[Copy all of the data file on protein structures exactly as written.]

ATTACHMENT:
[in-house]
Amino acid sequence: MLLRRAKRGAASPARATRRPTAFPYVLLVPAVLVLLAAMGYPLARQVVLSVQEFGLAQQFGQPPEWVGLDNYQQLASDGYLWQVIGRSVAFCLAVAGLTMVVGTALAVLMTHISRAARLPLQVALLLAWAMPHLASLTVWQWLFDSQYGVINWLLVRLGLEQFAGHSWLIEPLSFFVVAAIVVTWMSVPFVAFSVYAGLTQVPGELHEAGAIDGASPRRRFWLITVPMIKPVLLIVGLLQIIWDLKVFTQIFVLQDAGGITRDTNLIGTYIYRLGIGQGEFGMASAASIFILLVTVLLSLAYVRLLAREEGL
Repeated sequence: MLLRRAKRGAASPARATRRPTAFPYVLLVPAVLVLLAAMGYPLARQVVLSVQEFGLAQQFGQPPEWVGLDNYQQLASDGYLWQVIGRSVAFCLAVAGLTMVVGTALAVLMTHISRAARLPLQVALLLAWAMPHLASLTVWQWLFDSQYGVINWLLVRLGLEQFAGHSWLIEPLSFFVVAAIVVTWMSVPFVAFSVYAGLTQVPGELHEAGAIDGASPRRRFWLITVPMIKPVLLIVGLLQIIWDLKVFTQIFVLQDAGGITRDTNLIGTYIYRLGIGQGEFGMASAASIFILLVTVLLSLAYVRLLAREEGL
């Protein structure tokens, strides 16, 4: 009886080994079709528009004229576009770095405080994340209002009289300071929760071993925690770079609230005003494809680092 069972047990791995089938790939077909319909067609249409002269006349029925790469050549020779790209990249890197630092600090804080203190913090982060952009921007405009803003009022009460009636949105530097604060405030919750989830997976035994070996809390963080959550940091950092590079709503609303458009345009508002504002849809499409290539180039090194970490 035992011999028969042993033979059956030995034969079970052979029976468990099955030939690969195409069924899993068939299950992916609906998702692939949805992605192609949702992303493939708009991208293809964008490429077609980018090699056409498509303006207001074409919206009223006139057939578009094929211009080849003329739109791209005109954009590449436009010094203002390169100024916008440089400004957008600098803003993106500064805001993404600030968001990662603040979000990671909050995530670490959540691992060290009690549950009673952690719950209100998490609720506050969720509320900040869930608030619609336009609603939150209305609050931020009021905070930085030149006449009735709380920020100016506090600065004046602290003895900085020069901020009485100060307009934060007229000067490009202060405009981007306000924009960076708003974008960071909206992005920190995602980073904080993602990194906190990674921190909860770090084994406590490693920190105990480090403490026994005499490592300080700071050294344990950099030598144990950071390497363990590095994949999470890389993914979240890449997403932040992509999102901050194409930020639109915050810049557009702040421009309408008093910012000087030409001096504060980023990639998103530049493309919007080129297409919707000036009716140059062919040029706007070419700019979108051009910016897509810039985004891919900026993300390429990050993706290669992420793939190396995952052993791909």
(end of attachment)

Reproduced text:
[in-house]
Amino acid sequence: MLLRRAKRGAASPARATRRPTAFPYVLLVPAVLVLLAAMGYPLARQVVLSVQEFGLAQQFGQPPEWVGLDNYQQLASDGYLWQVIGRSVAFCLAVAGLTMVVGTALAVLMTHISRAARLPLQVALLLAWAMPHLASLTVWQWLFDSQYGVINWLLVRLGLEQFAGHSWLIEPLSFFVVAAIVVTWMSVPFVAFSVYAGLTQVPGELHEAGAIDGASPRRRFWLITVPMIKPVLLIVGLLQIIWDLKVFTQIFVLQDAGGITRDTNLIGTYIYRLGIGQGEFGMASAASIFILLVTVLLSLAYVRLLAREEGL
Repeated sequence: MLLRRAKRGAASPARATRRPTAFPYVLLVPAVLVLLAAMGYPLARQVVLSVQEFGLAQQFGQPPEWVGLDNYQQLASDGYLWQVIGRSVAFCLAVAGLTMVVGTALAVLMTHISRAARLPLQVALLLAWAMPHLASLTVWQWLFDSQYGVINWLLVRLGLEQFAGHSWLIEPLSFFVVAAIVVTWMSVPFVAFSVYAGLTQVPGELHEAGAIDGASPRRRFWLITVPMIKPVLLIVGLLQIIWDLKVFTQIFVLQDAGGITRDTNLIGTYIYRLGIGQGEFGMASAASIFILLVTVLLSLAYVRLLAREEGL
């Protein structure tokens, strides 16, 4: 009886080994079709528009004229576009770095405080994340209002009289300071929760071993925690770079609230005003494809680092 069972047990791995089938790939077909319909067609249409002269006349029925790469050549020779790209990249890197630092600090804080203190913090982060952009921007405009803003009022009460009636949105530097604060405030919750989830997976035994070996809390963080959550940091950092590079709503609303458009345009508002504002849809499409290539180039090194970490 035992011999028969042993033979059956030995034969079970052979029976468990099955030939690969195409069924899993068939299950992916609906998702692939949805992605192609949702992303493939708009991208293809964008490429077609980018090699056409498509303006207001074409919206009223006139057939578009094929211009080849003329739109791209005109954009590449436009010094203002390169100024916008440089400004957008600098803003993106500064805001993404600030968001990662603040979000990671909050995530670490959540691992060290009690549950009673952690719950209100998490609720506050969720509320900040869930608030619609336009609603939150209305609050931020009021905070930085030149006449009735709380920020100016506090600065004046602290003895900085020069901020009485100060307009934060007229000067490009202060405009981007306000924009960076708003974008960071909206992005920190995602980073904080993602990194906190990674921190909860770090084994406590490693920190105990480090403490026994005499490592300080700071050294344990950099030598144990950071390497363990590095994949999470890389993914979240890449997403932040992509999102901050194409930020639109915050810049557009702040421009309408008093910012000087030409001096504060980023990639998103530049493309919007080129297409919707000036009716140059062919040029706007070419700019979108051009910016897509810039985004891919900026993300390429990050993706290669992420793939190396995952052993791909």